May 4, 2020
Dear Kyrene Families, students, staff and community,
It’s amazing how quickly we go from one way of life to another in the blink of an eye. It seems that our response to COVID-19 happened in a second. One day we are living our life in a certain way and the next day it is turned upside down. This global pandemic has historically changed our economy, use of technology, schooling, and how we physically interact with each other. All within a few weeks.
Our parents have suddenly found themselves responsible for overseeing their children’s education from home. This is a substantial challenge to be facing on top of all other stresses due to this pandemic. My hope is that our parents, educators and policymakers will realize how important school is and why it must evolve once our children return to our campuses.
I am proud of the efforts of our students and their families in helping us slow the spread of COVID-19. We understand the deep disruption the pandemic has had on everyone’s lives and economic wellbeing.
Acts of Kindness
I also believe this experience has further illustrated what a precious resource are teachers are. Tomorrow is National Teacher Appreciation Day, and our Kyrene educators are more appreciated than ever. We love and appreciate our teachers day in and day out, but during this crisis, we have seen shining examples of the commitment, care, and compassion our educators have for our Kyrene community, beyond the classroom.
While teachers are so grateful for the opportunity to connect with students online, it just doesn’t have that same in-person touch. That’s why Kyrene de la Estrella 3rd grade teachers Cory Walker and Kerry Durazo did something extra special for their classrooms. They drafted hand-written, personal notes to each of their students. Imagine being a child isolated at home and getting such an unexpected message in the mail. I know that personal gesture will mean a great deal to those Kyrene kids.
I have always believed that teachers are super heroes, and now I have proof! Kyrene P.E. teacher Jeremy Dittrich donned his cape and hero mask to deliver paper packets of learning materials directly to the doorsteps of our Kyrene families. This goes to show that our educators are committed to serving our students in any way possible, even if, under the circumstances, it is not in the classroom or on the field.
Teachers and staff all across the District are collecting food and funds for the Kyrene Family Resource Center (FRC), to ensure families that may be suffering economic hardship do not have to worry about basic necessities, such as food. One personal fundraiser led by Kyrene de la Mirada and Kyrene del Cielo certified school counselor Clarissa Duran-Chavez generated nearly $800 for the FRC!
The Kyrene de las Manitas team also took up a collection to help serve students at home. Manitas teachers gathered extra classroom supplies to build supply kits for students who may need those materials at home. They made enough kits to not only provide supplies for Manitas students but also for children of families visiting the FRC. The effort was part of the Manitas commitment to carry out “100 Acts of Kindness” as part of the school’s No Place for Hate Initiative.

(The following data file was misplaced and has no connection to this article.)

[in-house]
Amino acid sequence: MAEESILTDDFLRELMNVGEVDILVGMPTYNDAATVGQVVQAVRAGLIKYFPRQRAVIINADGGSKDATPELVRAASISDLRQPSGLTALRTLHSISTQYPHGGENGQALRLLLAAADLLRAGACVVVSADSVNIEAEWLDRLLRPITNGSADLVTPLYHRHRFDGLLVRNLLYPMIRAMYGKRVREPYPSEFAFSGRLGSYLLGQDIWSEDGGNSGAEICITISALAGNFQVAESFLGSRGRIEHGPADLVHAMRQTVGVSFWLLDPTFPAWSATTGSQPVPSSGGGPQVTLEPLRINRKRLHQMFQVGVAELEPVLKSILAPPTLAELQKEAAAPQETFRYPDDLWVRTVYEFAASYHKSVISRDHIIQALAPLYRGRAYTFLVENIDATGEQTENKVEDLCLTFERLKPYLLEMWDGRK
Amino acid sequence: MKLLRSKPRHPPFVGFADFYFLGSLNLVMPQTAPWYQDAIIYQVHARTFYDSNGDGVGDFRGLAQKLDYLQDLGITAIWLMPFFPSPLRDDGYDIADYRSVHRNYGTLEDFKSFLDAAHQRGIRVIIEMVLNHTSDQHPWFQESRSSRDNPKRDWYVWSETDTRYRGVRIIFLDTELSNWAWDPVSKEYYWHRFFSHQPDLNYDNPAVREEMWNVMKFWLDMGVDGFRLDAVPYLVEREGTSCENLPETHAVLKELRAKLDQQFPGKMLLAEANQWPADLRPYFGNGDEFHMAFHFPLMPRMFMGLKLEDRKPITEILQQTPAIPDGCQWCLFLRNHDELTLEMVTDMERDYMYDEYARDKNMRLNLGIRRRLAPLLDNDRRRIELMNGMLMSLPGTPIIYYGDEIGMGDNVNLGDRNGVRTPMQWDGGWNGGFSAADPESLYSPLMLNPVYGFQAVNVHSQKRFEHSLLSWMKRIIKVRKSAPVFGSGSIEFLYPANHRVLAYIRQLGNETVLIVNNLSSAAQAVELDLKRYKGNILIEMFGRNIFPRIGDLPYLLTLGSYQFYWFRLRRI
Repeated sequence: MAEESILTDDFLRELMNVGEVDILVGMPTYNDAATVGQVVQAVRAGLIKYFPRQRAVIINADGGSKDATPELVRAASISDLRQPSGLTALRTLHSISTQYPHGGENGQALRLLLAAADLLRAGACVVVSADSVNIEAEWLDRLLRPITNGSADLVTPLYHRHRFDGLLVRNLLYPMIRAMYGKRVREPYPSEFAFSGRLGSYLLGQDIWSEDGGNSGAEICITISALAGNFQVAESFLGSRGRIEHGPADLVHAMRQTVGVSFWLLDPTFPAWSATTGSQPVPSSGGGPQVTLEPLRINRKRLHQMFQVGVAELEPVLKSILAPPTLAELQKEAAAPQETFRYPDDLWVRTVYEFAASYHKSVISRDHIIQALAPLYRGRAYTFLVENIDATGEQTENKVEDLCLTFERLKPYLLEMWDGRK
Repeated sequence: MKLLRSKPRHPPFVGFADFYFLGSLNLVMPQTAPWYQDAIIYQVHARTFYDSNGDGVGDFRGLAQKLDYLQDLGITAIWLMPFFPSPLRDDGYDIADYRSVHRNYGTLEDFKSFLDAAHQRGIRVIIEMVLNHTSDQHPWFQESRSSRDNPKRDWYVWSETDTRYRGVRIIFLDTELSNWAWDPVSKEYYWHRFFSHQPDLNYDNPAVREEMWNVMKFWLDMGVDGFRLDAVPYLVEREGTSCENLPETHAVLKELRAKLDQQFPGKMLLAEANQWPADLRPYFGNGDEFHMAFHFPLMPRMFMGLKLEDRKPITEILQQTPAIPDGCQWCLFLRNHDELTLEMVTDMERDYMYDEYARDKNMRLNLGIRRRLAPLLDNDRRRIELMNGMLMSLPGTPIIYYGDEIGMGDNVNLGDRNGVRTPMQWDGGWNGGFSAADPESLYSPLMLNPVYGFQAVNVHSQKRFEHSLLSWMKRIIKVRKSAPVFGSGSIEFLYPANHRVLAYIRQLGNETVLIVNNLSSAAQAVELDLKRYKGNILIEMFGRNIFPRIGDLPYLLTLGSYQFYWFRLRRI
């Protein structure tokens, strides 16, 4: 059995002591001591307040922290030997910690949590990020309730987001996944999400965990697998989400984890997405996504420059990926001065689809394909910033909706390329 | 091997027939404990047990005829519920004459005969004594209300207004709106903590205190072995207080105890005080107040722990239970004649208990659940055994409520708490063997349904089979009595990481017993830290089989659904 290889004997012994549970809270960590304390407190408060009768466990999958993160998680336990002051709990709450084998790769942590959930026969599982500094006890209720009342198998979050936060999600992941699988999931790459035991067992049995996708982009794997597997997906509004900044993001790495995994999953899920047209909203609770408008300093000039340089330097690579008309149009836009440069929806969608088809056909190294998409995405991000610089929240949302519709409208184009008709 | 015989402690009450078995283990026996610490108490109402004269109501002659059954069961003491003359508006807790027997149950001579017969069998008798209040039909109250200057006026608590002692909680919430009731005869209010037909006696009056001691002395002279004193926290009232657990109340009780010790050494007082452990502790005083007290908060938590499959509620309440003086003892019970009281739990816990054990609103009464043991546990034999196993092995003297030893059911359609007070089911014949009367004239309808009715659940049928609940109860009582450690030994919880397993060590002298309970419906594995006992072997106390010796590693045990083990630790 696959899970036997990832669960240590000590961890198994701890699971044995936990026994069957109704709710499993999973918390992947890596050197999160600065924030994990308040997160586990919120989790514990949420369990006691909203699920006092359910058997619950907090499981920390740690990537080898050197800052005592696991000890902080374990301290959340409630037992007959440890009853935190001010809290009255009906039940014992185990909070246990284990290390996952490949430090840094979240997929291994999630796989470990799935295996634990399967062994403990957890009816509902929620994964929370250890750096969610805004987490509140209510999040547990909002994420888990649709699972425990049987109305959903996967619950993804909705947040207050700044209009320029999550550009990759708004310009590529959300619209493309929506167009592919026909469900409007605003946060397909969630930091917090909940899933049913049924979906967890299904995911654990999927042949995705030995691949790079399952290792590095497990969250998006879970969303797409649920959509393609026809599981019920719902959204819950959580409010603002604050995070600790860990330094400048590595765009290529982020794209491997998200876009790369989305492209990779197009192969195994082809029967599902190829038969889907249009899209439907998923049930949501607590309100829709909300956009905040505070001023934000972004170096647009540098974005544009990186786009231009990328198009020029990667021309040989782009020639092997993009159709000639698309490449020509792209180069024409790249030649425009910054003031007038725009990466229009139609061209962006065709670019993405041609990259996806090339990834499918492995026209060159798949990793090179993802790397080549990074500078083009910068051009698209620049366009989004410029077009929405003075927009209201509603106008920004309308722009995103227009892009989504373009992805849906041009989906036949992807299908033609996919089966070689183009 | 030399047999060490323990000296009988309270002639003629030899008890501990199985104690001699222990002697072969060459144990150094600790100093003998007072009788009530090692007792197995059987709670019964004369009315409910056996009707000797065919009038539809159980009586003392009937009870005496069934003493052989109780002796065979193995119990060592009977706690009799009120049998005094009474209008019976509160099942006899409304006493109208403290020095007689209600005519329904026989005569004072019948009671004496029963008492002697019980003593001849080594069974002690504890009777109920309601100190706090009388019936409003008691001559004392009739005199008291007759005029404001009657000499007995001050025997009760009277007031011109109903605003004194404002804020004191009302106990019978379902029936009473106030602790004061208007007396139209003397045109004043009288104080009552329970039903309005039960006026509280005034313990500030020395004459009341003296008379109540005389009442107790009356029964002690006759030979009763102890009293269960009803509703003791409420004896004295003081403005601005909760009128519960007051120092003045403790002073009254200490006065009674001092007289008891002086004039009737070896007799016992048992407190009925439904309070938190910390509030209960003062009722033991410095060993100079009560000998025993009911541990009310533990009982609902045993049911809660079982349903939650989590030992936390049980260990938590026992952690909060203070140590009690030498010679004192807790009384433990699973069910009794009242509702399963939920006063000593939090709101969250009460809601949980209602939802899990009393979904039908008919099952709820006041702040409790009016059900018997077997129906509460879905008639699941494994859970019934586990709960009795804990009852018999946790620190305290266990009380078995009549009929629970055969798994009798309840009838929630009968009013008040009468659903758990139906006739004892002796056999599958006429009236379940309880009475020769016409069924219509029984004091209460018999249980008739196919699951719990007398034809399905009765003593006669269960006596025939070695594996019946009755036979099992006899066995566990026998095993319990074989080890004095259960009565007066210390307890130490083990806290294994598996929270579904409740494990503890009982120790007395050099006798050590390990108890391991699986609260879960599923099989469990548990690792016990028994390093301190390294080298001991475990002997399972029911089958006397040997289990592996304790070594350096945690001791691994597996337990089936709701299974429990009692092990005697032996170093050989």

For teachers at Kyrene de la Paloma, it wasn’t enough to support students in the classroom. They went out of their way to support a parent on the front lines of this pandemic. When 3rd grade teacher Christa Hulburt learned one of her students had a father working in the COVID-19 Unit of Chandler Regional Hospital, she took up a collection to provide that hospital unit with meals, to help sustain them through this fight. Teachers and other generous members of the Paloma staff raised enough to serve three meals to that hospital team, filling not only their stomachs but their hearts as well.
This is what kindness looks like.
These stories represent just a small sample of the many ways our Kyrene teachers and staff are going out of their way to make the world a little brighter. View my May video message for more of these incredible acts of kindness.
An Envolving Educational Landscape
We all long to return to the normal rhythm of work and school, but the question is: when and how to do so safely? It is a matter of balancing the benefits and the risks.
While the first emphasis during this pandemic crisis was responding to the immediate emergency and mitigating the impact on our students, the work now calls for anticipating what will ensue. Our educational landscape will be forever changed in ways we are only beginning to understand.
Kyrene is already preparing for those shifts, in anticipation of school reopening in the fall. We are awaiting guidance from the State regarding any operational and safety guidelines that will need to be employed for the safe return of students and staff. As this guidance is provided, we will keep you up to date of the developments regarding our back-to-school plan.
Returning to in-person classes this fall requires prudent and careful planning. Our decisions will prioritize the health and safety of our campuses and community, while maintaining our focus on delivering a high-quality education that meets the aspirations and expectations of our students. Throughout, Kyrene School District will continue to be an engaged, constructive, and positive partner in our community.
As we move forward with plans for next semester, we will continue to communicate with you and let you know of additional steps we will take to allow for everyone’s safe return.
We thank you for partnering with us during this difficult process as we know much of the role of supporting student learning has been placed on parents. It has been quite an unanticipated ending to a great year in Kyrene, but I know we can still finish strong.
Jan Vesely, Ed.D.